Sam Rohrer:                      Dale, we’re out of time. I’m sorry, we’re out of time. Thank you for getting in here in your travels. And ladies and gentlemen, go to You can sign up to go, to give, or to ask for more information on that site. We’ll be back.


Sam                                     Well, hopefully if you were listening to the first part of the program, you were informed about a number of things. The involvement that God has allowed us, American Pastors Network, to have in Ukraine, is not a well known thing. I wanted to share some of it though, because when that invitation came in 2014, that permitted an opportunity for Pastor Armstrong, and myself, and then some others, that we took along with us to actually go and teach pastors and those in office. And to do, and try to fulfill the request of what they asked for.

Really significant things occurred then, but in that early days, there was a pastor who’s with me right now on the program, pastor Alex Cherny. 25 years, a pastor in Ukraine, in the Crimea area, which is where Russia first invaded Ukraine eight years ago in 2014. And it’s been my privilege to be able to get to know Alex very well. And he’s… Actually probably hours, Alex, that you have interpreted for me when I have taught and you interpreted into the language which that people could understand there, so I’ve gotten to really respect you. And so I’m glad that you can spend a little bit of time with us right now, because I’d like to have a look back and then a look around with you. So with that, let me just welcome you into the program right now. Pastor Alex Cherny from Ukraine. Thanks for being with us.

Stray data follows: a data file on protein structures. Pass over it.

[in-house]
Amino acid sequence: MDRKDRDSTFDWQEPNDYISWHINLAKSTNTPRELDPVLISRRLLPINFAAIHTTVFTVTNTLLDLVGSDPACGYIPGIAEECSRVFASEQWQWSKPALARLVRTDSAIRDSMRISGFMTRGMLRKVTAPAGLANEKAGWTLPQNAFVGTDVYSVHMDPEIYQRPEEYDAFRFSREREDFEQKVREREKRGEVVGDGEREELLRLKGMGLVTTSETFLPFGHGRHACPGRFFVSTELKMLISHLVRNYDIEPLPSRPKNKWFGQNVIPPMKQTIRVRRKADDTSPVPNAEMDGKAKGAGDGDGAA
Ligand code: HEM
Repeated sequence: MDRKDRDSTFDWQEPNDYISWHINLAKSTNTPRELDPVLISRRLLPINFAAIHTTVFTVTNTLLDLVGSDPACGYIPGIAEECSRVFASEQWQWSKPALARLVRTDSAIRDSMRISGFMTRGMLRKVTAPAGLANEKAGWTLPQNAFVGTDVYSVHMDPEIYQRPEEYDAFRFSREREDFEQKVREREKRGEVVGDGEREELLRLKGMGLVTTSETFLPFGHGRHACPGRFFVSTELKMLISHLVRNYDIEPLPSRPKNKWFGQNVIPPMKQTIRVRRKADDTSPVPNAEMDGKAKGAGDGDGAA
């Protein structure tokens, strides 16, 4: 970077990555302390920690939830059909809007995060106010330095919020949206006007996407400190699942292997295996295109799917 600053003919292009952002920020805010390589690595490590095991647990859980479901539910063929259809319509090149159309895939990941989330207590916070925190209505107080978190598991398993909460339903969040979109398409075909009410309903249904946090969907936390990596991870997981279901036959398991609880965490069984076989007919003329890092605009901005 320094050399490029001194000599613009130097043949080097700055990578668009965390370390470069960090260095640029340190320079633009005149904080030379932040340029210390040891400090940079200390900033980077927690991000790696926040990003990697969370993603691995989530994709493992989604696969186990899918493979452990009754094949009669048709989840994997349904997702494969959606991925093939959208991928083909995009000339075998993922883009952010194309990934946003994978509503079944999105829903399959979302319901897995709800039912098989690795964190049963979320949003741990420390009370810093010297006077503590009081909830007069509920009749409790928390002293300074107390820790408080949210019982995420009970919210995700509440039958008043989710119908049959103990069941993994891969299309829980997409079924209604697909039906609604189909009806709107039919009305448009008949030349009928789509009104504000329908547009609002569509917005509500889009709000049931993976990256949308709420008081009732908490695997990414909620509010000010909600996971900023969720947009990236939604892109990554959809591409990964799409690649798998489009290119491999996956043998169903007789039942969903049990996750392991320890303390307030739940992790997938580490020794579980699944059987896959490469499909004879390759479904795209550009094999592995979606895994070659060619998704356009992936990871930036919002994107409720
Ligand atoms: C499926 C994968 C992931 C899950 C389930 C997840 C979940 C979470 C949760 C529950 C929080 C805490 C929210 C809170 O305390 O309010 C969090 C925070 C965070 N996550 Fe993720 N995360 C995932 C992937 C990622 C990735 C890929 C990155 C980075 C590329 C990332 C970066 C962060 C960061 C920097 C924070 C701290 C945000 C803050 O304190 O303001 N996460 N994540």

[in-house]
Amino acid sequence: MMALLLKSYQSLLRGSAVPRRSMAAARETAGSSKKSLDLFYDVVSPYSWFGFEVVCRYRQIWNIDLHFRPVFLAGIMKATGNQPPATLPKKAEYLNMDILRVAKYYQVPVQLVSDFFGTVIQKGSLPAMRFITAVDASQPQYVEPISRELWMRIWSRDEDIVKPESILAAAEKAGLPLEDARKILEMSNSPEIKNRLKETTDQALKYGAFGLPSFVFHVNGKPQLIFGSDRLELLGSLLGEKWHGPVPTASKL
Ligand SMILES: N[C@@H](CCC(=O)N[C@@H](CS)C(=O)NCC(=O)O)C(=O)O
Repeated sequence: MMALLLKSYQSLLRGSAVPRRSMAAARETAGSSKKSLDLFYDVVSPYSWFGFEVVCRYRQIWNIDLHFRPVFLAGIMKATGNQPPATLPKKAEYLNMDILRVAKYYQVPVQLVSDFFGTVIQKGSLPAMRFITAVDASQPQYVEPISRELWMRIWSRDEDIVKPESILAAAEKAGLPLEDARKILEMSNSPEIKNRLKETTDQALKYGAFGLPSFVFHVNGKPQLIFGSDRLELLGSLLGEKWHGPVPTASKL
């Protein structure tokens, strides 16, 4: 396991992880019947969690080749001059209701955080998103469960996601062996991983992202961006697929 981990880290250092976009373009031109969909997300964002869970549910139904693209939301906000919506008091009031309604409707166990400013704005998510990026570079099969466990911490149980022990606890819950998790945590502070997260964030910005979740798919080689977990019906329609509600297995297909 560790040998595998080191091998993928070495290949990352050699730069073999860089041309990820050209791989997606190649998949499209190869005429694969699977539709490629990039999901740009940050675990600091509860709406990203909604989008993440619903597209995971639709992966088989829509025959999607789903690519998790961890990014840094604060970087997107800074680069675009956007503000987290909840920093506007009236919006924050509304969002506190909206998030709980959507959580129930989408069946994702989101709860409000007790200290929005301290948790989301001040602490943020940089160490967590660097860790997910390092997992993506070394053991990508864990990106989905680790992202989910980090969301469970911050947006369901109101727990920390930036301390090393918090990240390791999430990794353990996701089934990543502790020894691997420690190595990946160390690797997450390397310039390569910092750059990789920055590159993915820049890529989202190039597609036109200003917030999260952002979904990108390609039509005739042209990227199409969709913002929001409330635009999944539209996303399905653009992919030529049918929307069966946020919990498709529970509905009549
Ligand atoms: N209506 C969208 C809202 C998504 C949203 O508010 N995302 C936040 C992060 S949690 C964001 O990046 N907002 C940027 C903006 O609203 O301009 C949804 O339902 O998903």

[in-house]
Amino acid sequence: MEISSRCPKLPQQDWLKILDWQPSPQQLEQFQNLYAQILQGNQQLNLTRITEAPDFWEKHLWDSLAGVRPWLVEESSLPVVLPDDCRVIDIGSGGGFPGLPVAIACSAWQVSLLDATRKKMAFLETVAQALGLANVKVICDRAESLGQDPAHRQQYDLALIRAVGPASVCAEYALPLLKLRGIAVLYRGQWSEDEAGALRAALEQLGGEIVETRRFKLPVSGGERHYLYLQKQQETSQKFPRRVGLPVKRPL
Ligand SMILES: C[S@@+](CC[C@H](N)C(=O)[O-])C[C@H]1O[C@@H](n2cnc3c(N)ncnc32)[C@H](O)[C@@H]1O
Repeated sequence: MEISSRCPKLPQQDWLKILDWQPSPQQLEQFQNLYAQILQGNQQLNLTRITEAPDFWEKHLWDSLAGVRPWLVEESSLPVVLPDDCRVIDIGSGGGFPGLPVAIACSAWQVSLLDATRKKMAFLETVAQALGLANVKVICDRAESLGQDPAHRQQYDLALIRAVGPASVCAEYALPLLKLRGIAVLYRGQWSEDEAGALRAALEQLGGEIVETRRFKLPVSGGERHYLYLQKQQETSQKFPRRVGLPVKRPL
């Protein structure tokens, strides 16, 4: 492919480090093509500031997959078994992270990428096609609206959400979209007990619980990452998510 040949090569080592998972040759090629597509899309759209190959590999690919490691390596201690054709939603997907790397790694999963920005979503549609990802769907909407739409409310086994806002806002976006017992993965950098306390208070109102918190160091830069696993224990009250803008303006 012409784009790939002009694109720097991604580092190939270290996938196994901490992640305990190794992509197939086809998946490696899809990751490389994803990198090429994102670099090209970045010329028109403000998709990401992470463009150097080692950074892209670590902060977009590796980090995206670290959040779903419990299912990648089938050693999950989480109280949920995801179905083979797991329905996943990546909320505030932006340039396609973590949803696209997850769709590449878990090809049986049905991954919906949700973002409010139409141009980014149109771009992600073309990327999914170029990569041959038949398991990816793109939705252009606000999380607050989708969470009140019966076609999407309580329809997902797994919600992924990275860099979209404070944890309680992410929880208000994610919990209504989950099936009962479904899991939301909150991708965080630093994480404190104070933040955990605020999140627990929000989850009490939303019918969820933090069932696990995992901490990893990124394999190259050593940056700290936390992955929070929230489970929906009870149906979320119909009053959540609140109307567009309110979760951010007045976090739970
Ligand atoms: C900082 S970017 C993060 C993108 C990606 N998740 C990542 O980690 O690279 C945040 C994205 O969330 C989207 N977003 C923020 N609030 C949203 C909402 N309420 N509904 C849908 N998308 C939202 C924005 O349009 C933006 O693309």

Alex Cherny:                      Thank you, Sam. It’s privilege.

Sam Rohrer:                      Let’s go here first, Alex. As I said, you were a pastor in Ukraine, Crimea area, for about 25 years or so. You lived in that region as we’ve already talked about, where Russia first invaded nearly eight years ago. So this war, Dale said, didn’t just start, it’s been in process. What I’d like for you to do is take just a couple of minutes here and describe what happened then. And if you could a little bit, actually, don’t go too much into where we are right now, but you can compare, contrast a little bit, but what happened back then and how did the church and the people in that area respond at that point in 2014?

Alex Cherny:                      Well, Sam, first of all, I’m a native Crimean in the fourth generation. So it doesn’t get more Crimean than this. And living my whole life in Crimea. Being born, having parents, and grandparents, and friends. I was a pastor in church for 25 years. And for me, what happened was a crash of a worldview. And what happened. I mean, we are a peaceful sovereign nation, got attacked and invaded by our northern neighbor, which is Russia. And they’re all in their tanks and the troops. And what happened, you cannot attack a nation before you would demolish the basis upon which the nation stands. So what they did, they poured a lot of propaganda on the people.